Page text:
I am finding that on those days when we do not have friends visiting from far away, I often wonder what to do with myself after a full session in the office. When we were on the road I would simply step outside and explore whatever the local area had to offer, because it was always different and intriguing. But now with the knowledge that we are in the same place we were yesterday, I have to push myself outside. It’s easier done when there is someone visiting. They provide me with that extra motivation.
That’s a shame because Tucson really does have an immense amount to offer, if one will just get off one’s posterior and take a look around. On Friday afternoon, Adam and I took a walk down the wash that passes through our neighborhood, following it downstream to wherever it might go. After a few miles of walking and zig-zagging, we’d discovered quite a lot of trail suitable for mountain biking, a massive tree with a treehouse, several large horse properties, a giant pond, several neighborhoods — none of which I even suspected existed. And it was all within walking distance of my house.
I have discovered that you really have to walk the washes and the alleyways to see the hidden parts of Tucson. Behind every house in the east side there seems to be a network of dirt alleys, which range from wide-open roads to single-track mountain bike trails overgrown with desert brush. These alleys were constructed to provide access for utilities, but they are also in some cases used as secret driveways to backyard parking. While the streets end frustratingly at every cul-de-sac, making good exploration almost impossible by car, the alleyways run for great distances without regard for development plat or economic stratum.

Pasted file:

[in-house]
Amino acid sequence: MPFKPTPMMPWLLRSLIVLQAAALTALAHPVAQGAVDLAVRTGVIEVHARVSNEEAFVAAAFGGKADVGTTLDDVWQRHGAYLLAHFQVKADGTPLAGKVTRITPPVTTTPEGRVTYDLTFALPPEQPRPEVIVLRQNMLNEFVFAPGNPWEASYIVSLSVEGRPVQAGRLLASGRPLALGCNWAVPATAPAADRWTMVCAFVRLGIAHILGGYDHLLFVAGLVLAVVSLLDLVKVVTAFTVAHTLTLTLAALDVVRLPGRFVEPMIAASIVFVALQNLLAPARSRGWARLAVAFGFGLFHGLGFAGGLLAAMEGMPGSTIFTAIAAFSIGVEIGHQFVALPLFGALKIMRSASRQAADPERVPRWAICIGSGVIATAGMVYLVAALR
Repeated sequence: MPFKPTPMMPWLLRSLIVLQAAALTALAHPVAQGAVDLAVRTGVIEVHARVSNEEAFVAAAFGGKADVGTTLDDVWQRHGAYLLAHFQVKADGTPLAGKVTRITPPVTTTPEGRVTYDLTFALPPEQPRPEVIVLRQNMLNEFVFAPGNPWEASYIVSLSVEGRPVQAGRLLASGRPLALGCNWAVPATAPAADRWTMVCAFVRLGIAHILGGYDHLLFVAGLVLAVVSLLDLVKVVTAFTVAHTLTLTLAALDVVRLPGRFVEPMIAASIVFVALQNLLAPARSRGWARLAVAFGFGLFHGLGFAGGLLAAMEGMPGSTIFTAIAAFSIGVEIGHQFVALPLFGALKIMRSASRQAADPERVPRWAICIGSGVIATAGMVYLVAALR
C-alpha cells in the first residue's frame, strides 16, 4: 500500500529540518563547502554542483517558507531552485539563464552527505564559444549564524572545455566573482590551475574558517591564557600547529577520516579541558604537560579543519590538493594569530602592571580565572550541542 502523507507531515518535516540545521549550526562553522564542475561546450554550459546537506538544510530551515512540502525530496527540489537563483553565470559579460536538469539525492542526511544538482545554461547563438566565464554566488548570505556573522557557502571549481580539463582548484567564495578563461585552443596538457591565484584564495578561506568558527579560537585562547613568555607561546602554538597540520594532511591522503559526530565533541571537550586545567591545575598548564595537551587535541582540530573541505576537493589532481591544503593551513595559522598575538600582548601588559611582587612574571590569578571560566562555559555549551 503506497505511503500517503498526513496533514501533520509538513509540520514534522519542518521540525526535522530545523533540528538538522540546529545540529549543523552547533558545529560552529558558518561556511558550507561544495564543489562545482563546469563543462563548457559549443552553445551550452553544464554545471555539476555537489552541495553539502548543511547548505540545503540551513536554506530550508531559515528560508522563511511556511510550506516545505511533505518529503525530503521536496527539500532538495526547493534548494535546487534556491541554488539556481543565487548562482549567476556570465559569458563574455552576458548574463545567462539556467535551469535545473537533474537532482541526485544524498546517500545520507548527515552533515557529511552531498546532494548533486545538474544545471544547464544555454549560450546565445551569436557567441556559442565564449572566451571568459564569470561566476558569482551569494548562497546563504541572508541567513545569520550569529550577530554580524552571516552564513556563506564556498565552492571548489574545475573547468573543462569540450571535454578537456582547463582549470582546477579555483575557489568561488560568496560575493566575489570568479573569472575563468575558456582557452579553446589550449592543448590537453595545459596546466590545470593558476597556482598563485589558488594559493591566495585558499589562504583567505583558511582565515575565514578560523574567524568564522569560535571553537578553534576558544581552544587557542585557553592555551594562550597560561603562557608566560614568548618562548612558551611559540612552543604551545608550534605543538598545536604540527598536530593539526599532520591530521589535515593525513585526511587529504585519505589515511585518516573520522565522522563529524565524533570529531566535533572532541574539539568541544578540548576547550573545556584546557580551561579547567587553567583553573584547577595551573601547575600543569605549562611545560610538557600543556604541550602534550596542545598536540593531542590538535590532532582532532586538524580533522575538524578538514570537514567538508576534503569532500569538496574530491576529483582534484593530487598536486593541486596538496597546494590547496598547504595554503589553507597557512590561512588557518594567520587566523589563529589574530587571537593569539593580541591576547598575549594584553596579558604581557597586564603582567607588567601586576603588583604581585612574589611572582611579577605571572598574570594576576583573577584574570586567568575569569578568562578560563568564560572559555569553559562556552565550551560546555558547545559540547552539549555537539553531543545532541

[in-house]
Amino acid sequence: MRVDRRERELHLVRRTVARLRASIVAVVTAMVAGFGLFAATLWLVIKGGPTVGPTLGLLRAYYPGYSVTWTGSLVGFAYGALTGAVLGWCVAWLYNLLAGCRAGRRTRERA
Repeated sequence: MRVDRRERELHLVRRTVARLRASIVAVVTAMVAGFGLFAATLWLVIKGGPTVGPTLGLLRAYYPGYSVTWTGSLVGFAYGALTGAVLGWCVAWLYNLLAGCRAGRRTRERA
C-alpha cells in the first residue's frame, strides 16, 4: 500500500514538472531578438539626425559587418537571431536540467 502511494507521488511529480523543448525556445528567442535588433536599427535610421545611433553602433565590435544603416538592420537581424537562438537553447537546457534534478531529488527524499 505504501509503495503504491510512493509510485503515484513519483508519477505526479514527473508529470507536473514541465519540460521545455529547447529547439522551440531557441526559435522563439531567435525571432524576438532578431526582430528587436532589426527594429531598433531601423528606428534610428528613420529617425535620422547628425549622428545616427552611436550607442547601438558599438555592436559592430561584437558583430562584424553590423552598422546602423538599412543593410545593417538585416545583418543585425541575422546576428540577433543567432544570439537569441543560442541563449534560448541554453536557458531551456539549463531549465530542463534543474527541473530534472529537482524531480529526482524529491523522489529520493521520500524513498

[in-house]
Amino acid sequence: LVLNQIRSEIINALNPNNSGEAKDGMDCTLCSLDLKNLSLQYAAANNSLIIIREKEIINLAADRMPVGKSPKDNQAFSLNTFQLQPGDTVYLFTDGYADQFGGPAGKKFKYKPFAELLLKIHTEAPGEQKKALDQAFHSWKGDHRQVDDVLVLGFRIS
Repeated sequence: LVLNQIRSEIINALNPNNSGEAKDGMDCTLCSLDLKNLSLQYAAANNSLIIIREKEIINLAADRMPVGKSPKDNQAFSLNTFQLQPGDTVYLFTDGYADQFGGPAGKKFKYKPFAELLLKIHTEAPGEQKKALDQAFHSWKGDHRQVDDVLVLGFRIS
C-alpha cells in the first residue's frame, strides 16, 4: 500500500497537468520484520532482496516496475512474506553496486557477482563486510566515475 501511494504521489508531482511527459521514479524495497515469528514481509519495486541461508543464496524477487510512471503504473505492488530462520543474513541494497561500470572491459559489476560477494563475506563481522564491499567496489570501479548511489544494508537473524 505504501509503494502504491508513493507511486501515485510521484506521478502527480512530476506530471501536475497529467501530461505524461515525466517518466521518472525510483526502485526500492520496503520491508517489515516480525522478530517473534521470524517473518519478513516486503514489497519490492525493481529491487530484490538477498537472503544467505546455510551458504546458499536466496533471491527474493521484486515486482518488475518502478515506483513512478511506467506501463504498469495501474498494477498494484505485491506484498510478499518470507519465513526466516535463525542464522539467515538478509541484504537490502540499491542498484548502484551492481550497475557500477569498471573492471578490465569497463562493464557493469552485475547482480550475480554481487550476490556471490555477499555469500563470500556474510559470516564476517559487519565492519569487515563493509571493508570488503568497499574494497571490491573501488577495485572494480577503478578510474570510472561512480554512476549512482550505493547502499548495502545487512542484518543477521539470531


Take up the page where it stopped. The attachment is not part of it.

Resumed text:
Adam and Susan have taken off for a week to do other things, so I’ve lost my alley hiking buddy for a while. But I am still intrigued at this hidden network of secret passages. A trail bike may be in my immediate future. Suddenly there’s a world of inner space to explore, right from my house, and I want to get to know it as intimately as the cotton-tailed rabbits do. A bike is the ideal vehicle for this program, and springtime in Tucson makes for ideal cycling weather.
We had planned to be in west Texas this week, attending a rally and then visiting Big Bend National Park. But circumstances intervened and we decided to cancel the trip to take care of other things. This left us with no travel planned at all, an unconscionable situation. We remedied that a few days ago by planning a trip to southern California for early April. Adam and Susan will be joining us again, along with Ken & Petey. It seems strange that we are going back to the area we just visited in December and early January, but the desert wildflowers are blooming and the weather is much warmer, so there will be things to do that we couldn’t do before. Besides, we never get tired of visiting that particular desert.